Embarrassing America, Pt. 3: Nevada is the Actual Worst, Glacier National Park, and Some Rock Heads

Oh, Nevada. I had no idea how useless you were.

(No offense, to those who live in Nevada. At least you have Las Vegas?)

We drove and drove and drove through Nevada, looking for gas, food, civilization, anything. There was nothing. We started to play a game: Ways to Die in The Middle of Nowhere, Nevada. We were getting very creative with how to end ourselves, should we be stuck in this desert purgatory. (We came up with 36 ways to die, for the record.)

Finally we found a place to stop for gas, in a little city town village place called Middlegate, Population 18 17. The town was a gas station at the side of the road and a sketchy motel. They had newspaper clippings from the civil war framed in the bathroom. It was that kind of place. So, lemmie tell you, we were more than relieved to get to Idaho and sleep that nightmare of a state off.

When we got up the next day, we powered our way through Idaho and Montana, and after a series of stops and wrong banana peeling (I’m looking at you, Sean,) we made it to Glacier National Park.

To be honest, we really struggled the first 24 hours we had in Glacier. We came just before the start of the season, so almost everything was closed. We got in to the park in the early evening and were hungry, and couldn’t find a place to eat, save for the random fancy restaurant where the cheapest meal we could get was $25. We were too poor for that, so we ran before the waitress could even give us water. We weren’t prepared for a $25 chicken strip.

What made up for our repetitive faux-pas was Montana itself. They call it “Big Sky Country” for a reason. It’s absolutely breathtaking, and a place I could totally live… If they had more than one Starbucks in the entire state.

But they did have a rainbow, so that’s a win from me.

We also needed firewood, and a tarp, and a lantern… It was much colder in Glacier than Yosemite, so when we woke up the next morning in a puddle from the rain the previous night, we were miserable. And nothing was open. So we did a lot of driving to get what we needed, acquired firewood and a tarp, and made it all work out in the end. We finally got to go hiking after spending most of our first day there trying to get our bearings, but after that was smooth sailing (or should I say hiking?)

Also Sean is a lumberjack.

We were very excited to see snow at Glacier. Granted it was still late May/early June so it wasn’t too surprising, but still neat just the same. This was my second time in Glacier National Park, and I still loved every moment of it. My favorite was Avalanche Lake, which was a super easy hike with a super gorgeous pay off in the end. I even made a deer friend– a little prince of the forest. It was a really lovely time. 10/10 highly recommend.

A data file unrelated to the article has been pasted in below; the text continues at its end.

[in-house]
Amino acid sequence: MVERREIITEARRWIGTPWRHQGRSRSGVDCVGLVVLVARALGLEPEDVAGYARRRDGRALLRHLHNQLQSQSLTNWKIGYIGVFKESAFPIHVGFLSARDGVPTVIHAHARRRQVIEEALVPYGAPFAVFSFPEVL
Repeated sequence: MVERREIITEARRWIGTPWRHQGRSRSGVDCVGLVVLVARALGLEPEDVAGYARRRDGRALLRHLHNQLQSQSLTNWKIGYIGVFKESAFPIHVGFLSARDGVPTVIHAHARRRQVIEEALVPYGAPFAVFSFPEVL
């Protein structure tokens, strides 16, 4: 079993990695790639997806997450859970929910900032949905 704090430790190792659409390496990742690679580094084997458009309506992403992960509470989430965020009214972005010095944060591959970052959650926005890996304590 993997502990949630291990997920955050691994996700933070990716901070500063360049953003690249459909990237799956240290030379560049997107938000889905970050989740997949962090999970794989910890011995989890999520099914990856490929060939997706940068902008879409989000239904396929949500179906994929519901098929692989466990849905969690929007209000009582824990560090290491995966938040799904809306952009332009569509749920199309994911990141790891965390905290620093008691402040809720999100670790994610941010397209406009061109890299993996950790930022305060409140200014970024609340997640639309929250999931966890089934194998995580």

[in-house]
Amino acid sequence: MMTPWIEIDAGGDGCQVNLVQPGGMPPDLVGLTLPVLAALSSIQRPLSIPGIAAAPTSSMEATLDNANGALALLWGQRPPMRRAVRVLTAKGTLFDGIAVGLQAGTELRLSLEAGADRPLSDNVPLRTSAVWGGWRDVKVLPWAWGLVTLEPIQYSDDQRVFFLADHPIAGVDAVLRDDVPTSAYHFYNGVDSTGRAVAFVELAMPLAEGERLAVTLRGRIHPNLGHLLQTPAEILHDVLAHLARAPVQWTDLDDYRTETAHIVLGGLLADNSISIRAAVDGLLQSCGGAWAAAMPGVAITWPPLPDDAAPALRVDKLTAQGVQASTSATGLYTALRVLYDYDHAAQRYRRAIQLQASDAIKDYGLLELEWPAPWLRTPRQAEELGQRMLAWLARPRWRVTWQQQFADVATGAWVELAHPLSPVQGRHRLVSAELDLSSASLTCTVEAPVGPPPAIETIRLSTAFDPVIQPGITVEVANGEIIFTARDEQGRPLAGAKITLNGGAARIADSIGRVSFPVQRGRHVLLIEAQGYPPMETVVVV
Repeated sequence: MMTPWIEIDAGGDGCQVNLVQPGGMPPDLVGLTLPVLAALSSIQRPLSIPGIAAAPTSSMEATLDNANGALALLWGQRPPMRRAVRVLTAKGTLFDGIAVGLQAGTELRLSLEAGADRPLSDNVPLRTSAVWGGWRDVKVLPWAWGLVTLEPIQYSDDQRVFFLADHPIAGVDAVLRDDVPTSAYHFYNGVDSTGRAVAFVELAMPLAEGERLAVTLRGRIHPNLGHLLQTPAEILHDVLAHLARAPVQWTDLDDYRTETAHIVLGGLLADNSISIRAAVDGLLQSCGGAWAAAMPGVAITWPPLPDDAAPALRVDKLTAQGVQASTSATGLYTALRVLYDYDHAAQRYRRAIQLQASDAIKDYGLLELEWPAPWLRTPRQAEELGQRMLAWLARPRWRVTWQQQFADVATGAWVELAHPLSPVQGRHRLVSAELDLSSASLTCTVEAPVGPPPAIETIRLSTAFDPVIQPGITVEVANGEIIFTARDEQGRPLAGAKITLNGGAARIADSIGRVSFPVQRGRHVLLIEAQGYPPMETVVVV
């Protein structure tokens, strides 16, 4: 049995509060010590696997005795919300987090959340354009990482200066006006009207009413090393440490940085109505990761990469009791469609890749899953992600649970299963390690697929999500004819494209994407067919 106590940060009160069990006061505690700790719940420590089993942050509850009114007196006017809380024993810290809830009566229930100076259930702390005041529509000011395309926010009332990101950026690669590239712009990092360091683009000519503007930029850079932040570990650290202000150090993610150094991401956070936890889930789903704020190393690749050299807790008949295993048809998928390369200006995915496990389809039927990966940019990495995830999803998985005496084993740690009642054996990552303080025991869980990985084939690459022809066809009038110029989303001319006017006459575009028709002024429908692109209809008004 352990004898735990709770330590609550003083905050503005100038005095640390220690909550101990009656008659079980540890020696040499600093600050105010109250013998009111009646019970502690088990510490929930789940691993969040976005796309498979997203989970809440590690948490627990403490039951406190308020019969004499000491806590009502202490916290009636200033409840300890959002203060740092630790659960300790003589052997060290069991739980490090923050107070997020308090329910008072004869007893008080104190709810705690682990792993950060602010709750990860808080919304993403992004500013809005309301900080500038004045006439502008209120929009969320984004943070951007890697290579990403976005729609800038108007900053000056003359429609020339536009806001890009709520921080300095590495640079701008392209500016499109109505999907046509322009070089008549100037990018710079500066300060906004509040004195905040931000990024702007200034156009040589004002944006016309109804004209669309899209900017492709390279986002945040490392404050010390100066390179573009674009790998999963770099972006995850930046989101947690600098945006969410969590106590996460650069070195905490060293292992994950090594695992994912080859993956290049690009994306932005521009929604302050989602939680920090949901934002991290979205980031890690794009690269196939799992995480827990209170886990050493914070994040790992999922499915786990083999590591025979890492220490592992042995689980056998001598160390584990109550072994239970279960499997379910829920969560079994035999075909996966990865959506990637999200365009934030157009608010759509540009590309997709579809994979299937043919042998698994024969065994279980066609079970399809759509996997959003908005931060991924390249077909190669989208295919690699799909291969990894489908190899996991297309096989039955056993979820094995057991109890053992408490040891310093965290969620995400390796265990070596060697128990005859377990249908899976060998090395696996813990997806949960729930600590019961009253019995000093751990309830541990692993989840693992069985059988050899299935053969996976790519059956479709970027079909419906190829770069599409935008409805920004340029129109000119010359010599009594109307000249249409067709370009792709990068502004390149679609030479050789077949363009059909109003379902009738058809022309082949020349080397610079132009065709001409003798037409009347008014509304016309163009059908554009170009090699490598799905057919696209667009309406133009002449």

After our adventures in Glacier came to an end, we headed back east to our lonely, boring lives. On the way back we stopped at Mount Rushmore, which was rad. I seriously loved it. Yes, I know, it’s just a bunch of rocks that were carved into heads and yes it may be one of the tackiest, self-important things in the country, but you know what? I too am tacky and self-important, so that’s why I loved it. I live for this kind of tasteless thing. It was really neat, and a good way to end our trip (well, we did drive 14 more hours after this, so it wasn’t really the end, but… It was a good send off.) I think my favorite part about Mount Rushmore was the older gentleman who I photographed– well, I photographed his cool backpack, that had different patches from national parks. I asked him if I could take his picture and he told me “This is my better side anyway.”

Okay, old man. You’re classy.

It’s been like a month since the end of my trip and I’m still pining away for the mountains and my friends. I miss them terribly, and I can’t wait for my next adventure. I am truly happiest when I am traveling and taking pictures, so if you need me I’ll be on pinterest updating my travel board until my next journey.

Happy Shooting!

Embarrassing America, Pt. 2: Pacific Coastal Highway and Yosemite National Park

Part One of my road trip was getting from Chicago to LA, which was an adventure. The next part of my trip was even more adventurous, which I didn’t think was possible. Man, I was wrong.

We drove up to northern California via the Pacific Coast Highway, which was GORGEOUS. I thought we were going to die a couple of times (man, those road were narrow, winding, and didn’t have guard rails sometimes,) but we made it. It was breathtaking, seeing the biggest ocean stretching out past the horizon. I felt so small, but that feeling was welcome. I loved every moment.

I also fell asleep after a while. Because it is me, and that’s what I do for some reason?

The PCH was really, really, long. I thought it would never end, but we did get to our goal, which was the Golden Gate Bridge in San Francisco. I’ve always wanted to see it, which may be a little silly because it’s a bridge, but still. It was really awesome, and I’m glad the evening was clear and not ruined by the infamous smog.

We were such tourists. It was great.

I think one of the most special things about the PCH was what was waiting at the end of it. After years and years I finally got to see my friend Amanda, who lives in northern California in the middle of nowhere. However, the middle of nowhere still had a Denny’s, and after being in the car for over 15 hours, it was much needed.